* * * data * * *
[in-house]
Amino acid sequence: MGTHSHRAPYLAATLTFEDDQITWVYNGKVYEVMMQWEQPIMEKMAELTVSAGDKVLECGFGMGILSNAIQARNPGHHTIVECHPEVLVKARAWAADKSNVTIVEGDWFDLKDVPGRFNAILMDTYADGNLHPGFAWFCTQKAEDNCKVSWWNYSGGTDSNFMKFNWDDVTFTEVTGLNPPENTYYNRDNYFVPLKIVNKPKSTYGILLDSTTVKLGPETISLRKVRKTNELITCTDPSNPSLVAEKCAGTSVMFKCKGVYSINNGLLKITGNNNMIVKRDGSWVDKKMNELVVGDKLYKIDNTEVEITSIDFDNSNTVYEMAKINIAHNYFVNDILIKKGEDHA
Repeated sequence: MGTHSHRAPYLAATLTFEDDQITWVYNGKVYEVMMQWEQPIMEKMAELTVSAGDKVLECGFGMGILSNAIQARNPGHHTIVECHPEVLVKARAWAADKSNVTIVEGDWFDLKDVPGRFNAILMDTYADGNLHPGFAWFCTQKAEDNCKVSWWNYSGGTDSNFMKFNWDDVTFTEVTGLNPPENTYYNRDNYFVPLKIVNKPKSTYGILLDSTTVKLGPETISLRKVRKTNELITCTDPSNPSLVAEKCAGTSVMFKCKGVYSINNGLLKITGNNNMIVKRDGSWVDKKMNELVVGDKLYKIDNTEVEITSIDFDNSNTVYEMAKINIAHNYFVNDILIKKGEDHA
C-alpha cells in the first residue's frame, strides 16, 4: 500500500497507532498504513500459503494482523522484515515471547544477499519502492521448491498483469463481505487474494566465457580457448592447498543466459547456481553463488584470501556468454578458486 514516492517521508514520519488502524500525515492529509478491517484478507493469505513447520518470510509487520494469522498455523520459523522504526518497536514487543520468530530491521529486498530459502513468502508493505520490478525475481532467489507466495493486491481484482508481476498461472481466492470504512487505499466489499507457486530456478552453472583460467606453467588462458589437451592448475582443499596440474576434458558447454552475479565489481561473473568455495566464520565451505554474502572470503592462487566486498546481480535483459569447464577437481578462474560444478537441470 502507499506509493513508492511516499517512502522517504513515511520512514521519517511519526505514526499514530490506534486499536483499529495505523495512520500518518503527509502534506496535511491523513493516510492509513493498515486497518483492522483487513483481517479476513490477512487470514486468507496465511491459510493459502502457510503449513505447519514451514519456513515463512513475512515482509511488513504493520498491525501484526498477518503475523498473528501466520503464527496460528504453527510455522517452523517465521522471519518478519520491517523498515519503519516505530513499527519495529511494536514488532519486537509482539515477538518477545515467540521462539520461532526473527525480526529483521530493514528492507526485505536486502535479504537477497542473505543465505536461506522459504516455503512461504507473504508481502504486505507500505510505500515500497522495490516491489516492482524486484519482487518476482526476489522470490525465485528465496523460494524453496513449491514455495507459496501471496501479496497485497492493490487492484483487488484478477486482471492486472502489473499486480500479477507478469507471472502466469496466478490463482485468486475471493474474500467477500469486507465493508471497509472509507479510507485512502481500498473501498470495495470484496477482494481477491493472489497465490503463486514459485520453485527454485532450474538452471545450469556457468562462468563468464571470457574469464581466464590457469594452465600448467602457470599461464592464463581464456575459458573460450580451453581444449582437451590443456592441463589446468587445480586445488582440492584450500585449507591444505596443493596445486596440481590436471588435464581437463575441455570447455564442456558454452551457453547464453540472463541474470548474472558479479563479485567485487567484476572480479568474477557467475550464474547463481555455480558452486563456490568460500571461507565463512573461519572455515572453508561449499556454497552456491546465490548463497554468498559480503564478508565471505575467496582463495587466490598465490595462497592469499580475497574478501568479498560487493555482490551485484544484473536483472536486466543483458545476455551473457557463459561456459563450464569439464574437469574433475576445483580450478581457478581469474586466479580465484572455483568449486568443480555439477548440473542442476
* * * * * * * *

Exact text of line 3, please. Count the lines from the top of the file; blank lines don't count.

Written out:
Repeated sequence: MGTHSHRAPYLAATLTFEDDQITWVYNGKVYEVMMQWEQPIMEKMAELTVSAGDKVLECGFGMGILSNAIQARNPGHHTIVECHPEVLVKARAWAADKSNVTIVEGDWFDLKDVPGRFNAILMDTYADGNLHPGFAWFCTQKAEDNCKVSWWNYSGGTDSNFMKFNWDDVTFTEVTGLNPPENTYYNRDNYFVPLKIVNKPKSTYGILLDSTTVKLGPETISLRKVRKTNELITCTDPSNPSLVAEKCAGTSVMFKCKGVYSINNGLLKITGNNNMIVKRDGSWVDKKMNELVVGDKLYKIDNTEVEITSIDFDNSNTVYEMAKINIAHNYFVNDILIKKGEDHA